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Love is Simple | Review

Matthew Lurie | Time Out Chicago

no whim remains unexplored

There are certain things ’60s psychedelia trademarked that are too naive ever to make an unironic comeback—among them free love, sunrises and portals. The youthful idealism that seems to cling to every note from the Brooklyn band Akron/Family falls into that group—but the enigmatic quartet also recognizes that just as that decade left us cynical and jaded, it’s also the era most prime for reinvention. 

Akron/Family’s fourth album in a furious two-year existence keeps the group’s rickety and inexhaustible spirit roaring ahead. Its touchstones, from the Grateful Dead to Neil Young to Fairport Convention, could easily veer into ostentatious eclecticism, but since Akron/Family doesn’t boast a particularly charismatic singer, the musicians all sing—and play—without pretension.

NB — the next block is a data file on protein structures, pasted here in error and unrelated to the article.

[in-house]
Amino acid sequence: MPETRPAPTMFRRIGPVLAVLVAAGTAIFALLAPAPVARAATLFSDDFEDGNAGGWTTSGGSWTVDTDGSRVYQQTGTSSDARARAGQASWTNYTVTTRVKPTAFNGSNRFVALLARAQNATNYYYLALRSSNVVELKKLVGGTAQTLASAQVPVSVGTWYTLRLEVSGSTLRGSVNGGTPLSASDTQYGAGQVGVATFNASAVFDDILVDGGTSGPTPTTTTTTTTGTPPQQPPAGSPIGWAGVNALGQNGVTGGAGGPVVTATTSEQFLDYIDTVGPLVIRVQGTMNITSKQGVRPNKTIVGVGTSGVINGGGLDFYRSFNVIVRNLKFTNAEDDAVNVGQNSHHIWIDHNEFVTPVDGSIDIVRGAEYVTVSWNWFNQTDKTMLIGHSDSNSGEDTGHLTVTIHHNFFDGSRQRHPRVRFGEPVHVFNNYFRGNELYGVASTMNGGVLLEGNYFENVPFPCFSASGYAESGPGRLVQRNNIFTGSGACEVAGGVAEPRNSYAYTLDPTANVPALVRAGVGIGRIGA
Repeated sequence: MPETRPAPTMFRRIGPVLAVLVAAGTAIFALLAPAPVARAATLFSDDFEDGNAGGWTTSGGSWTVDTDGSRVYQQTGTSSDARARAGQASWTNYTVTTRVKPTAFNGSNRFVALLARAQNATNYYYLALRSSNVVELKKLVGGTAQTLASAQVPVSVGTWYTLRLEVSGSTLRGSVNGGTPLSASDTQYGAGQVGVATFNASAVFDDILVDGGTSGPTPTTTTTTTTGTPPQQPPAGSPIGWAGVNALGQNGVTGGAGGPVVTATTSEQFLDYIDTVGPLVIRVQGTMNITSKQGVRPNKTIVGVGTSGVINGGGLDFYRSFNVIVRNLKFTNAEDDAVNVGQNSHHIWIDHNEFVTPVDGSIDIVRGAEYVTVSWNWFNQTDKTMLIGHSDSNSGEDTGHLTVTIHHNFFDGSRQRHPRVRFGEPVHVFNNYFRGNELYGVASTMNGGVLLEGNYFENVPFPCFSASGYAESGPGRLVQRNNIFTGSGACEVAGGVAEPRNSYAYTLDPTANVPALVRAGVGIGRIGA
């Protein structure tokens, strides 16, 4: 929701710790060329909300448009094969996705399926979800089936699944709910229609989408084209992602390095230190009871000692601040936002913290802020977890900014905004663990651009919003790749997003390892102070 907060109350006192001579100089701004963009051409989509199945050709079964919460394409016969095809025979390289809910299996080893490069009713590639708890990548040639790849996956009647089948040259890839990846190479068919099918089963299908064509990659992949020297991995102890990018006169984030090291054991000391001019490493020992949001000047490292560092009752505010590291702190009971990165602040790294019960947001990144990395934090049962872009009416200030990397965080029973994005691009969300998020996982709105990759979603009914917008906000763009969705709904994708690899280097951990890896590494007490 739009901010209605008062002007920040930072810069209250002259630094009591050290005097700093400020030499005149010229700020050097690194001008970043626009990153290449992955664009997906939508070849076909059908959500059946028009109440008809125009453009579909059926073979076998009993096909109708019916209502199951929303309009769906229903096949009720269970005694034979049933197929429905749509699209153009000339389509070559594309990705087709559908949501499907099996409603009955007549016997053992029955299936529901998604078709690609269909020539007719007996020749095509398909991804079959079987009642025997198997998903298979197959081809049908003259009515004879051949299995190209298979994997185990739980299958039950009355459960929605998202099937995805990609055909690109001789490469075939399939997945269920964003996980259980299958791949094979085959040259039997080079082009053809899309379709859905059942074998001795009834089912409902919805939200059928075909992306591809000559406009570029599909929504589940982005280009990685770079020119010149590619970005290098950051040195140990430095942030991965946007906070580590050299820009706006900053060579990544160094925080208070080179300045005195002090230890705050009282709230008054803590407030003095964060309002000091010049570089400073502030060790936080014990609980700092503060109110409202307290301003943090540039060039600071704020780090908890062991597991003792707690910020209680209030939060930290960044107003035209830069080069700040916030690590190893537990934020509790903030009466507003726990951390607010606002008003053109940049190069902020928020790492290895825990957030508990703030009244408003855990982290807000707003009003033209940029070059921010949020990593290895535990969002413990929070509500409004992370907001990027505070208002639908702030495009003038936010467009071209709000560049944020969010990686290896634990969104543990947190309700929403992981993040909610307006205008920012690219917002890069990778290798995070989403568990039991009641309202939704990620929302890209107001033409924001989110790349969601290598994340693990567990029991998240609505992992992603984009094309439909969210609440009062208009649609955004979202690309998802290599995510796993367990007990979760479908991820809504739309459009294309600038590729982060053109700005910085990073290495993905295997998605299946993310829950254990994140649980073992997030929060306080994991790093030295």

In the group’s songs, no whim remains unexplored, no harmony stays undoubled and no lyric is unrepeated. Drum circles lead into harmonic-minor field hollers while campfire sing-alongs get stepped on by goofy Silver Apples-esque synthesizers. The frequent call-and-responses between Akron/Family and a bellowing, amateur, mixed-gender choir adds to the raucous all-my-friends-are-here vibe. 

There’s so many colors without the dirty windows,” goes the hook on one of Love’shighlights, a typical schizophrenic try-anything affair. It begins in a bare Gregorian chant before morphing into a Crazy Horse–style dirge, then plummets into a plaintive folk lullaby—all over eight roller-coaster minutes. “Love is simple,” the band sings in a booming four-part chorus on “Don’t Be Afraid, You’re Already Dead.” Naive? Yes. But also radical.—
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